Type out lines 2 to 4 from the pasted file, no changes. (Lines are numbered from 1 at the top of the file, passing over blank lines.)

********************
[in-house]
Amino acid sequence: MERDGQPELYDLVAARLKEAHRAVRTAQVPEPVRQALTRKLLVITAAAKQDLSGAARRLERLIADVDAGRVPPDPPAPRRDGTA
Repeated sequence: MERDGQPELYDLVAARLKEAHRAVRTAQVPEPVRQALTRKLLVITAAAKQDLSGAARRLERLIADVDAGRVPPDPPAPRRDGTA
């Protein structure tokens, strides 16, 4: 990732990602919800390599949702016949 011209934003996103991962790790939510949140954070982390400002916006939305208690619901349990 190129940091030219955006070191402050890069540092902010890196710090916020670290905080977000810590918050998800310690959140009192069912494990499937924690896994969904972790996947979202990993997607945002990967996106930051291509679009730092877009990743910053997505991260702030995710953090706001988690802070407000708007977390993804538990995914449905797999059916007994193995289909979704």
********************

Amino acid sequence: MERDGQPELYDLVAARLKEAHRAVRTAQVPEPVRQALTRKLLVITAAAKQDLSGAARRLERLIADVDAGRVPPDPPAPRRDGTA
Repeated sequence: MERDGQPELYDLVAARLKEAHRAVRTAQVPEPVRQALTRKLLVITAAAKQDLSGAARRLERLIADVDAGRVPPDPPAPRRDGTA
């Protein structure tokens, strides 16, 4: 990732990602919800390599949702016949 011209934003996103991962790790939510949140954070982390400002916006939305208690619901349990 190129940091030219955006070191402050890069540092902010890196710090916020670290905080977000810590918050998800310690959140009192069912494990499937924690896994969904972790996947979202990993997607945002990967996106930051291509679009730092877009990743910053997505991260702030995710953090706001988690802070407000708007977390993804538990995914449905797999059916007994193995289909979704």